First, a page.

Pinterest is great for inspiration when creating interior design for the home, but it also has a lot to answer for. Because some people take their creative ideas way too far, and end up with monstrosities like you'll find below.
This list, collected by a popular Instagram account called Please Hate These Things, is yet another example of the seemingly endless world of crappy design. These particular examples come from people's homes - so at least the rest of us are spared from their crappiness.
Scroll down below to check them out for yourself, and let us know what you think in the comments!
More info: Instagram
So we've seen the consequences of bad design, so what makes for good design? There are a few basic principles to stick to if you want to make sure your design is practical, relevant and makes sense!
According to Dieter Rams, a German industrial designer who was responsible for the design of Braun’s consumer products for many years, there are 10 principles of good design, also known as the '10 commandments.' Even though they were written long ago and technology has advanced beyond his wildest dreams, Dieter's principles still apply today!
Furniture designers Vitsoe have worked closely with Dieter Rams for decades, and helpfully summarize his founding principles of good design with the following explanations:
Good design is innovative The possibilities for innovation are not, by any means, exhausted. Technological development is always offering new opportunities for innovative design. But innovative design always develops in tandem with innovative technology, and can never be an end in itself.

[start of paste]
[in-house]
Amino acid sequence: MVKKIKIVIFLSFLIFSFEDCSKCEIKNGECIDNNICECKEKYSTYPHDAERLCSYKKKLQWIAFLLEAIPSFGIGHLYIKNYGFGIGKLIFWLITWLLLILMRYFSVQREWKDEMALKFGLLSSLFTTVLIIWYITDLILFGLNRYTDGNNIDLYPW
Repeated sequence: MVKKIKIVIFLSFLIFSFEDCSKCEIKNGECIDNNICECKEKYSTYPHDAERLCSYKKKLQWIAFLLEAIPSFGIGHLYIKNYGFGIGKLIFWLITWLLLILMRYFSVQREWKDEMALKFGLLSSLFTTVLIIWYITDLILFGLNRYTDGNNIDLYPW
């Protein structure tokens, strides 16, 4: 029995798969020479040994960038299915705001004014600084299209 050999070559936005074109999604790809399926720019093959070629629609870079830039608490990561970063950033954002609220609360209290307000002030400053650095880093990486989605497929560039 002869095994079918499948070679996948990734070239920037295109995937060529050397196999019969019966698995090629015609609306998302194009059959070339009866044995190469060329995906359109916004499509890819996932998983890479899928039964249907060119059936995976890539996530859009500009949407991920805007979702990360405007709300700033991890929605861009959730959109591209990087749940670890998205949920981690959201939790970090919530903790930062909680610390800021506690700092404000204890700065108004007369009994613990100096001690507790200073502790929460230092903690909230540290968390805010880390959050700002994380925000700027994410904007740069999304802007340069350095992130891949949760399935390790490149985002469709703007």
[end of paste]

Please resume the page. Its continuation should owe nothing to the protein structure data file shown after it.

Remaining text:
Good design makes a product useful: A product is bought to be used. It has to satisfy certain criteria, not only functional, but also psychological and aesthetic. Good design emphasizes the usefulness of a product whilst disregarding anything that could possibly detract from it.
Good design is aesthetic: The aesthetic quality of a product is integral to its usefulness because products we use every day affect our person and our well-being. But only well-executed objects can be beautiful.
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Good design makes a product understandable: It clarifies the product’s structure. Better still, it can make the product talk. At best, it is self-explanatory.
Good design is unobtrusive: Products fulfilling a purpose are like tools. They are neither decorative objects nor works of art. Their design should therefore be both neutral and restrained, to leave room for the user’s self-expression.
Good design is honest: It does not make a product more innovative, powerful or valuable than it really is. It does not attempt to manipulate the consumer with promises that cannot be kept.
Good design is thorough down to the last detail: Nothing must be arbitrary or left to chance. Care and accuracy in the design process show respect towards the user.
Good design is environmentally-friendly: Design makes an important contribution to the preservation of the environment. It conserves resources and minimizes physical and visual pollution throughout the lifecycle of the product.
Good design is as little design as possible: Less, but better – because it concentrates on the essential aspects, and the products are not burdened with non-essentials. Back to purity, back to simplicity.
So three you have it, pretty simple right? If you are tasked with designing something and want to avoid the hilarious mistakes found in this list, check these principles off first and you should succeed!